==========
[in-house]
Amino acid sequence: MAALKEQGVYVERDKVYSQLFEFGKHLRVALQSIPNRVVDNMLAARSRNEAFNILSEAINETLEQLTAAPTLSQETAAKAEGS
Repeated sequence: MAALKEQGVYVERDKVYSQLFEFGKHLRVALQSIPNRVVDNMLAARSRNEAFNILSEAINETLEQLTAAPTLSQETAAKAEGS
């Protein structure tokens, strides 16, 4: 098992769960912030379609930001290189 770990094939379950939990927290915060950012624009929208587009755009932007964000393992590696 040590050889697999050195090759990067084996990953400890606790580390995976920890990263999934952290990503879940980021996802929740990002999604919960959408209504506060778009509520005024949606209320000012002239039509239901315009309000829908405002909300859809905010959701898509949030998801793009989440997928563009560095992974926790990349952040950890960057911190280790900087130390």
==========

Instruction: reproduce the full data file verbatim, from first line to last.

[in-house]
Amino acid sequence: MAALKEQGVYVERDKVYSQLFEFGKHLRVALQSIPNRVVDNMLAARSRNEAFNILSEAINETLEQLTAAPTLSQETAAKAEGS
Repeated sequence: MAALKEQGVYVERDKVYSQLFEFGKHLRVALQSIPNRVVDNMLAARSRNEAFNILSEAINETLEQLTAAPTLSQETAAKAEGS
């Protein structure tokens, strides 16, 4: 098992769960912030379609930001290189 770990094939379950939990927290915060950012624009929208587009755009932007964000393992590696 040590050889697999050195090759990067084996990953400890606790580390995976920890990263999934952290990503879940980021996802929740990002999604919960959408209504506060778009509520005024949606209320000012002239039509239901315009309000829908405002909300859809905010959701898509949030998801793009989440997928563009560095992974926790990349952040950890960057911190280790900087130390």